As salespeople let us focus on how our customers and prospects are buying, adapting our approach to reflect the increasing sophisticated nature of their strategy led buying decisions.

The Rise of The RFX - Unforseen Consequences for Buyers and Sellers

RFX Mania Takes Hold
As concern about the spread of Swine Flue mounts, buyers and sellers are being afflicted by their very own pandemic – that of the RFP (Request for Proposal).

How serious is the pandemic? Well, it is demonstrated by the fact that 63 companies recently responded to two public sector tenders valued at just 90k in total.

The RFP process, which is designed to treat all vendors equally and to keep them at arm’s length, is failing to take advantage of valuable vendor knowledge and expertise.


Problems for buyers and sellers
The present economic climate has resulted in mounting budgetary pressure, and a heightened aversion to risk on the part of buyers. That has led to an increase in the use of the formalized
RFX buying processes. However, there is evidence that this trend is giving rise to unanticipated problems for both buyers and sellers.

The Advantages of the RFX Process:

Understandably buyers in an increasingly price competitive marketplace are looking to pit suppliers against each other in order to negotiate the best possible deal.

Buyers have greater access to information and a desire for greater independence and control. That means they are delaying talking to vendors until their needs are established, the requirements set and the business case has been developed.

Past experiences with pushy, arrogant, or unhelpful salespeople have resulted in many buyers keeping the seller at arms length until it is absolutely necessary. All these factors point to the advantages of the
RFX process for buyers.

Downsides to the RFX.

However, there are downsides to the
RFX process. Principal among these is the fact that the buyer seller relationship has being sidelined. The RFP process reduces the role of the supplier in matching needs to solutions to a mere form filling exercise.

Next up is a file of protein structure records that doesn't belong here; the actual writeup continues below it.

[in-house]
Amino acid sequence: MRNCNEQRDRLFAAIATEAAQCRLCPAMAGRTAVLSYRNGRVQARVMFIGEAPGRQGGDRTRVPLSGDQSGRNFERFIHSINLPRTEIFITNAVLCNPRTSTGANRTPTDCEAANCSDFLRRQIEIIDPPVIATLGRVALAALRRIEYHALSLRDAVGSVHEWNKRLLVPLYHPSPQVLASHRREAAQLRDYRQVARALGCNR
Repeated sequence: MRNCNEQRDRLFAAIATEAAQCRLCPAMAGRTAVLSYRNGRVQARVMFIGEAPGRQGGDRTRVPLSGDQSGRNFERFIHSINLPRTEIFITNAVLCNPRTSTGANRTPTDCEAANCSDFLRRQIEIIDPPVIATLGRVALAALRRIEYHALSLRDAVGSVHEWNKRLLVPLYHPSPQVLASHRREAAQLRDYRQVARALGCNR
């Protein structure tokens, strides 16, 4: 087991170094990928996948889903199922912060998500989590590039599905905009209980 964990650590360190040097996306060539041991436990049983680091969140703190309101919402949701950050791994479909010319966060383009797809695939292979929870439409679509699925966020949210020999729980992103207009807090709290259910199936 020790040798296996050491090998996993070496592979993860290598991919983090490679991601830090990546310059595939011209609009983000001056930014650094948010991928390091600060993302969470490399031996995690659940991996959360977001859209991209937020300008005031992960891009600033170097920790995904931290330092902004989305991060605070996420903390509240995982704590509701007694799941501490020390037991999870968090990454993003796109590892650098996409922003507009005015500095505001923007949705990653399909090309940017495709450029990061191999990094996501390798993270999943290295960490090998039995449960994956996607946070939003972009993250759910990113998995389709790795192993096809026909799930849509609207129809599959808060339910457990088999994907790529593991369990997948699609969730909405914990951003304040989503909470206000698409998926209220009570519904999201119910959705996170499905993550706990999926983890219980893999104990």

In this way the RFP process fails to take full advantage of valuable vendor knowledge and expertise. Instead, vendors must take requirements and needs purely on face value, and where there are gaps replace fact finding with guesswork.

The RFP process is designed to treat all vendors equally - the good and the bad - and let's be honest to keep them at arm’s length. But, some vendors are worth working with before the contract is awarded. They can indeed help buyers to make better buying decisions.


When RFPs Increase Buyer Risk:

The fear of making poor buying decisions, can perversely lead to bad buying processes which often have the RFP at their core. Here are just two public sector examples, we have come across recently:

- 27 companies responded to an RFP valued at in the region of 50k Euro
- 36 companies responded to another RFP with a project value of approx 40k Euro


A key factor worth noting is the rise in administration associated with formal buying processes.

On the buyer’s side there is the volume of paperwork and administration associated with 27 RFPs and the review of some 1300 pages of documentation. A rough calculation would put the cost of that buying process at up to 60% of the actual project cost itself.

Of course that does not take into account the seller’s costs that are direct, as well as the opportunity cost associated with 27 plus organization’s spending an average of 5 to 10 days on the preparation of the
RFP – what a dreadful waste of resources.

It is important to point out in both these cases that a publicly advertised tender was not mandatory - falling below the 50k threshold.

Clearly buyers need to be more careful about how they implement RFP processes. This is something that buyers in North America may be ahead of the curve on, compared to there European counterparts.

In particular publishing clear and unambitious pre-selection criteria, or requiring a pre-screening questionnaire to prevent organizing preparing full RFP submissions for which they clearly have no chance of being selected.

'Buyer Beware' Becomes 'Seller Beware'.
In a tight market, with pipelines under pressure it is hard to say no to an RFP. However, we really admire those managers that can and will say 'no' to an RFP that they don't feel they can win.

Certainly, the criteria for determining when an RFP should be prepared will vary between times when the market is up and down, however, in the last few weeks we have seen several organisations who have failed to consciously evaluate their sales process with respect to RFPs:

One salesperson told me recently of a 400 page tender submitted and lost, without any direct contact with the organisation either prior to, or during the RFP process.

Another manager indicated that his team are presently preparing responses to RFPs for markets as diverse as Portugal and Australia - markets for which the company has no previous experience.

The level of innovation and creativity in the typical RFPs is often limited to copying and pasting from a variety of different documents. It is not surprising therefore that many fail to communicate a clear and compelling reason to buy in the mist of volumes of company and product related data.

One manager estimated the cost of RFP preparations at 150,000 in one year alone, a year in which sales and marketing budgets were under tremendous pressure.

We need another sales resource, but cannot afford it at the present exclaimed another manager. However, this company had made an expensive sales hire last year, with that person almost totally dedicated to RFP preparation at present. It is clear that the person hired is ideally suited to document preparation, but less suited to other sales related tasks.